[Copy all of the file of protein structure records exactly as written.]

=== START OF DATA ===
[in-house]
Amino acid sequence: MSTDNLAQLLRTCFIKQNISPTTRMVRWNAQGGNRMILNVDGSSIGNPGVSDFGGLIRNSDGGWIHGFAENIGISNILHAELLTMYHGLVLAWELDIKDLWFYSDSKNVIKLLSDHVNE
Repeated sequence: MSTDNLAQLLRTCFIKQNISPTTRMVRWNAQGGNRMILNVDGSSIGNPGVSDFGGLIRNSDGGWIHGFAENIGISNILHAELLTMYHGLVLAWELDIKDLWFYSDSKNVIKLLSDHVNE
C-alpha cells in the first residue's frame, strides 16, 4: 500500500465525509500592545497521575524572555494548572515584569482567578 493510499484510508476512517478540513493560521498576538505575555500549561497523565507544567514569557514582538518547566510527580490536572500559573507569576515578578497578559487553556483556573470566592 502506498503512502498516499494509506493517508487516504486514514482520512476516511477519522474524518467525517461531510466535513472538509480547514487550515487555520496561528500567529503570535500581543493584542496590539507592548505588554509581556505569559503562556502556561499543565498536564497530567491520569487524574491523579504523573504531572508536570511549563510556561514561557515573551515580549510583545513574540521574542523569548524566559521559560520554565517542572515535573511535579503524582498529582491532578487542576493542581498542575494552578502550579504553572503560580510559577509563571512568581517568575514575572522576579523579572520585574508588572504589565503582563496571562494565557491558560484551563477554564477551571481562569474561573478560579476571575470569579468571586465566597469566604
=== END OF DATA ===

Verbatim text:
[in-house]
Amino acid sequence: MSTDNLAQLLRTCFIKQNISPTTRMVRWNAQGGNRMILNVDGSSIGNPGVSDFGGLIRNSDGGWIHGFAENIGISNILHAELLTMYHGLVLAWELDIKDLWFYSDSKNVIKLLSDHVNE
Repeated sequence: MSTDNLAQLLRTCFIKQNISPTTRMVRWNAQGGNRMILNVDGSSIGNPGVSDFGGLIRNSDGGWIHGFAENIGISNILHAELLTMYHGLVLAWELDIKDLWFYSDSKNVIKLLSDHVNE
C-alpha cells in the first residue's frame, strides 16, 4: 500500500465525509500592545497521575524572555494548572515584569482567578 493510499484510508476512517478540513493560521498576538505575555500549561497523565507544567514569557514582538518547566510527580490536572500559573507569576515578578497578559487553556483556573470566592 502506498503512502498516499494509506493517508487516504486514514482520512476516511477519522474524518467525517461531510466535513472538509480547514487550515487555520496561528500567529503570535500581543493584542496590539507592548505588554509581556505569559503562556502556561499543565498536564497530567491520569487524574491523579504523573504531572508536570511549563510556561514561557515573551515580549510583545513574540521574542523569548524566559521559560520554565517542572515535573511535579503524582498529582491532578487542576493542581498542575494552578502550579504553572503560580510559577509563571512568581517568575514575572522576579523579572520585574508588572504589565503582563496571562494565557491558560484551563477554564477551571481562569474561573478560579476571575470569579468571586465566597469566604